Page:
Opinion: India Woke Up Late To Climate Threat. Better Late Than Never

On Wednesday, a day before the start of the COP28 meeting in Dubai, India took a significant step to secure its supply chain for critical green minerals like nickel, lithium, cobalt, and rare earth materials required to facilitate its green transition. It launched the country's first-ever auction of 20 blocks of critical and strategic minerals spread across the country.

In September, India used its chairmanship of the G20 to shepherd a consensus agreement on ensuring a sustainable supply of such critical minerals within the framework of the "market economy and international trade rules".

The presence of representatives of key G20 countries - United States, European Union, Australia and Argentina - all of whom echoed the agreement inked earlier this year, only confirmed the method in the plan among the like-minded to secure global supply chains. This may be too little, too late though.

Already the world's ambitions of managing a green transition are hostage to the combined challenge of mining in dangerous locations and China's dominance in processing. And, we know so well, especially in the aftermath of the covid pandemic, that supply chains are only as good as the weakest link.

This apprehension was reinforced with China kicking off curbs on graphite, a key material in EV batteries. The restrictions, which begin from 1 December, mean a license is needed for export. The move, seen as retaliation to the curbs imposed by the US on high-end silicon chips, only confirms the worst fears about the vulnerability of the global supply chain for critical green minerals.

Conflict Green Minerals

The path to net zero implies a pivot to renewable energy and this in turn requires access to critical minerals, metals and rare earth elements.

The problem is that most of these green minerals are located in countries with unstable regimes and prone to rampant corruption. As a result, the supply chain for these so-called conflict green minerals is inherently unstable.

What is worse, over the last two decades, China has inserted itself as an intermediary in the supply chain, leaving it in a position to weaponise access and hold the world's green ambitions hostage.

China did precisely that, as the world's largest supplier, when it imposed curbs on the export of synthetic and natural graphite. Given the adverse turn in geopolitics, especially the acceleration in decoupling between the US and China, this outcome is likely to occur more frequently.

History has shown us the damage a clutch of global oil producers can exact on the world. Indeed, if this is a cause for concern, the sourcing of critical green materials leaves the world equally vulnerable. 

According to a recent study conducted by the Aspen Institute and submitted to the US Congress, the top three producers of critical green minerals control over 50 per cent of global production. In some instances, like lithium, rare earth elements, cobalt and manganese, the share of the top three is more than three quarters of global production.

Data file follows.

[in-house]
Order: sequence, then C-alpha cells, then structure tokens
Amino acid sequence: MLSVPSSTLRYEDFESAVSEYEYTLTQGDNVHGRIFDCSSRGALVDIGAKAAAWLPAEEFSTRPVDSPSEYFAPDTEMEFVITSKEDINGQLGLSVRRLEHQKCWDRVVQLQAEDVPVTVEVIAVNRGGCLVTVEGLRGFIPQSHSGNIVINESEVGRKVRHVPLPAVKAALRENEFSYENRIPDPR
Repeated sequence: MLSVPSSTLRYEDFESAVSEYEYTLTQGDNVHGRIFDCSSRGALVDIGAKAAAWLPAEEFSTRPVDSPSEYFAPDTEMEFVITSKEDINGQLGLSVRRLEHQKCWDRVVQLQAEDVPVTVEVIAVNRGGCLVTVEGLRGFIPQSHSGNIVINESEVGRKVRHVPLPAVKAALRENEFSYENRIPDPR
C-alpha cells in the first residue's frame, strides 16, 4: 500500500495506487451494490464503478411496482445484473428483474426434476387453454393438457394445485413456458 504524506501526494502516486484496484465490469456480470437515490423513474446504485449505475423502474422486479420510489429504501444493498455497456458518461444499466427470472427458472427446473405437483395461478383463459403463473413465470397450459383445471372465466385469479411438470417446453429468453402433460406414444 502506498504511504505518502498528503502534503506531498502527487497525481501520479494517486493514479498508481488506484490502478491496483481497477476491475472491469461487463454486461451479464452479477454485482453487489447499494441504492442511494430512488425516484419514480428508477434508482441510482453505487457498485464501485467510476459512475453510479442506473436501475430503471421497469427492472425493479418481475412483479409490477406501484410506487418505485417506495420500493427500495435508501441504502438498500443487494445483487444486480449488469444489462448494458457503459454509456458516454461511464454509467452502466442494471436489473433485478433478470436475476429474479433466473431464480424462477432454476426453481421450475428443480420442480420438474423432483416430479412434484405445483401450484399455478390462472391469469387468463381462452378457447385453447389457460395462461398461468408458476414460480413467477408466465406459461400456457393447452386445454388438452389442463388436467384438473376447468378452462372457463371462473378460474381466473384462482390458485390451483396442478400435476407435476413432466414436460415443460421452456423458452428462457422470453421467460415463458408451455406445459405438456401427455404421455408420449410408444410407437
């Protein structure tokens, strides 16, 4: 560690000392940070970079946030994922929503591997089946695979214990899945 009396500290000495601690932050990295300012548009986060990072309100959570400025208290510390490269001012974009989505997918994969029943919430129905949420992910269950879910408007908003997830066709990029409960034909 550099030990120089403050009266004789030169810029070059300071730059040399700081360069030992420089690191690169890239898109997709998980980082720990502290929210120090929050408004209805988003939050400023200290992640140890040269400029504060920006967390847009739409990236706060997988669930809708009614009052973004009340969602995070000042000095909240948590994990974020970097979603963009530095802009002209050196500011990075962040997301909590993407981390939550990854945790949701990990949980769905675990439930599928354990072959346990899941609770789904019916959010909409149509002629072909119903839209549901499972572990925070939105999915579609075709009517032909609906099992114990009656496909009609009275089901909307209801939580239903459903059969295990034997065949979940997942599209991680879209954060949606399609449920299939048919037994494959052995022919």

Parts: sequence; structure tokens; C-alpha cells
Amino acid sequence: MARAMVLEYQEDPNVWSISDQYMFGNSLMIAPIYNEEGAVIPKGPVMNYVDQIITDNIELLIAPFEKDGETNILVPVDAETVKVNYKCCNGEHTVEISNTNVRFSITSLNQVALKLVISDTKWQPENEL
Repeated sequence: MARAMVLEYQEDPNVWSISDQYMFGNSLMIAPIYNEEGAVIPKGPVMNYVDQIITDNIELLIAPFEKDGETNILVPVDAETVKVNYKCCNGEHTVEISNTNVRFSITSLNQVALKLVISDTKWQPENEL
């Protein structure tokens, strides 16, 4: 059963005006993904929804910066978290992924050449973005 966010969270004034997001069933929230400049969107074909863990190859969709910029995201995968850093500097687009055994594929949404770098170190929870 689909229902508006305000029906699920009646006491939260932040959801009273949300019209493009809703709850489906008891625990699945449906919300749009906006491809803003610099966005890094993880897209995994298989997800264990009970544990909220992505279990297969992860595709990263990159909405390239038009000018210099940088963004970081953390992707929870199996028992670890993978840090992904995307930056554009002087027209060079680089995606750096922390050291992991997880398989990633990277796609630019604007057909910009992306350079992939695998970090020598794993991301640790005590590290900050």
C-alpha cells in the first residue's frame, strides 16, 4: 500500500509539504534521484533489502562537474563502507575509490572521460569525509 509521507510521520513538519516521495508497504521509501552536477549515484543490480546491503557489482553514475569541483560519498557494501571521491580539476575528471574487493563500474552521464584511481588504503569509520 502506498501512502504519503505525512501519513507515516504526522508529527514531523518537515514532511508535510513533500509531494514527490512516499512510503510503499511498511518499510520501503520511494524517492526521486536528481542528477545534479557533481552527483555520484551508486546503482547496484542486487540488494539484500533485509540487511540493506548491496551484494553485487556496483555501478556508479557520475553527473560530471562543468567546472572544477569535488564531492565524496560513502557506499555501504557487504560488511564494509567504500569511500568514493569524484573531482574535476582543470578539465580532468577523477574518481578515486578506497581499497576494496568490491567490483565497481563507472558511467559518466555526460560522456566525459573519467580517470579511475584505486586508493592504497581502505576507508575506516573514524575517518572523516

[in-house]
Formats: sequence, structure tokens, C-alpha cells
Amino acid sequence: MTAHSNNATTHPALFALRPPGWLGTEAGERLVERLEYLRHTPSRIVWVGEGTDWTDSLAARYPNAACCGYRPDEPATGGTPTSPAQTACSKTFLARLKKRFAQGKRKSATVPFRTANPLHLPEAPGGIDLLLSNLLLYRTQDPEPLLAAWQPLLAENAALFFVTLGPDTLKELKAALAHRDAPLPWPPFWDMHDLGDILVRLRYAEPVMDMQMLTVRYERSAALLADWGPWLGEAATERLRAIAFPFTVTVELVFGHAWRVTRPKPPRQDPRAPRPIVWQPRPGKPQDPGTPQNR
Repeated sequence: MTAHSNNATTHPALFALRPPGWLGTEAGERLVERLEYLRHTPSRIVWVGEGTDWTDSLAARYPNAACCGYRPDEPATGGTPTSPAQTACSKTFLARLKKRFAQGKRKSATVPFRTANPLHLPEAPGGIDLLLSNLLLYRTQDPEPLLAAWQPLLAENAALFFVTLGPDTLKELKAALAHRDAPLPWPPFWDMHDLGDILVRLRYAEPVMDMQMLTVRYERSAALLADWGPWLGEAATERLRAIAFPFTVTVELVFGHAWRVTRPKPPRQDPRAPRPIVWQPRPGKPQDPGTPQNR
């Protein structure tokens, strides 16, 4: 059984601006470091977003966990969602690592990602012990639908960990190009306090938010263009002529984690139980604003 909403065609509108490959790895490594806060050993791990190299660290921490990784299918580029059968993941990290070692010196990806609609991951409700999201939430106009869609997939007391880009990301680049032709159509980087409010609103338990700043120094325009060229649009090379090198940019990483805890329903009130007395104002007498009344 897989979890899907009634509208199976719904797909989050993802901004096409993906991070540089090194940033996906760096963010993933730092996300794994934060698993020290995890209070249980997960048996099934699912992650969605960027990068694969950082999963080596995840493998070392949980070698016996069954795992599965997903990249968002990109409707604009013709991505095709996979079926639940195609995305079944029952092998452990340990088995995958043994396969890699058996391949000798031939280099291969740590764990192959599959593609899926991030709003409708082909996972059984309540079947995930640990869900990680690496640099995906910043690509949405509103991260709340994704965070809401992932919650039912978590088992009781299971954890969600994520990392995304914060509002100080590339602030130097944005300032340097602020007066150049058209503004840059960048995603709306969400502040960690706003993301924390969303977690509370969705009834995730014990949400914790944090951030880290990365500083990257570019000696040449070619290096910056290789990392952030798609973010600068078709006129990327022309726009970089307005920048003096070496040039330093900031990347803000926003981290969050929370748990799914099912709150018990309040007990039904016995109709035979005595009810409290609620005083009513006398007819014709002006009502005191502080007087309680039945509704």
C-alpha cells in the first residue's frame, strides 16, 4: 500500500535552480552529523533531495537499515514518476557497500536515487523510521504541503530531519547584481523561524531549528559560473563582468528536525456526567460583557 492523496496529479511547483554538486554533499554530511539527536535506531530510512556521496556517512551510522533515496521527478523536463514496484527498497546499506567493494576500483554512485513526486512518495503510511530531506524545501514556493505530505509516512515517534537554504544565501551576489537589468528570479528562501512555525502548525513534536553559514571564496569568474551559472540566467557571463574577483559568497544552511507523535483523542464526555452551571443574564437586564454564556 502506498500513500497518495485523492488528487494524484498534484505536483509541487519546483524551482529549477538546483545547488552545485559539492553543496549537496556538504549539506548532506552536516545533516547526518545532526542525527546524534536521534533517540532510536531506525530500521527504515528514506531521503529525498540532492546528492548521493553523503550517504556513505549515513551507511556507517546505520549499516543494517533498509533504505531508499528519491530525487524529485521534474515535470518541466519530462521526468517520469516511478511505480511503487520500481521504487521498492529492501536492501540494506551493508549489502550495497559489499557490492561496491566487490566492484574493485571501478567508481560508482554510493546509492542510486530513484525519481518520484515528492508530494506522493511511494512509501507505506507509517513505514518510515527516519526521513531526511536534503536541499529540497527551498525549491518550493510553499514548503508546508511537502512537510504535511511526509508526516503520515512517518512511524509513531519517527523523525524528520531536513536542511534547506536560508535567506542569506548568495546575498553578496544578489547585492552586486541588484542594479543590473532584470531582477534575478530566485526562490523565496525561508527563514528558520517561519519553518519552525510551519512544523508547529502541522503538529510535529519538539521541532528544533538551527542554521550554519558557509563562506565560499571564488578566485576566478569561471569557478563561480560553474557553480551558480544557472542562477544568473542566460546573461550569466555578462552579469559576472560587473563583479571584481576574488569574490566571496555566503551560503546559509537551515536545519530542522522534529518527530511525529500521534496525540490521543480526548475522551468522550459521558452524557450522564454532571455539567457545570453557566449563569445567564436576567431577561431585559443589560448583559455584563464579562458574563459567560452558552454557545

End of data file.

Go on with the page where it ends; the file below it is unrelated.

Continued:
The dominance of China in the processing of critical minerals is staggering. According to the Aspen study, in 2019, China's market share in total global processing was 35 per cent for nickel, 40 per cent for copper, 58 per cent for lithium, 65 per cent for cobalt and 87 per cent for rare earth minerals.

Worse, this geographic dominance is unlikely to be reversed in the next decade - the period in which the world has to accelerate climate action to avoid global temperatures topping the ceiling of 1.5 degrees centigrade above pre-industrial levels.

Projections by the World Energy Outlook (WEO) 2023, released a few weeks ago by the International Energy Agency (IEA), reveals that in 2030 China's share in refined cobalt production will remain unchanged, while it will drop marginally for lithium chemicals and yet account for over 50 per cent of global production.

India's Plan

According to an internal committee appointed by the Ministry of Mines, India has an import reliance in 15 green minerals. In the case of 10 minerals, India is completely dependent on imports; it sources part of its supplies, including for lithium, cobalt, and nickel, from China.

While India woke up rather late to the strategic threat relating to the supply chain of critical green minerals, it has initiated a response on multiple fronts.

At one level, it is pursuing, in coordination with other key members, multilateral solutions at the G20 forum. At another, it has also engaged in mini-laterals, like the Minerals Security Partnership (MSP), which now includes 14 member countries piloted by the US.

Finally, it has launched efforts, beginning with the auction announcement on Thursday, to locate green minerals within India's borders.

This rear-guard action should be welcomed and may return dividends in the long run. Until then, the world will be walking on eggshells while managing the desired energy transitions by relying on such a vulnerable supply chain.

(Anil Padmanabhan is a journalist who writes on the intersection of politics and economics.)

Disclaimer: These are the personal opinions of the author.

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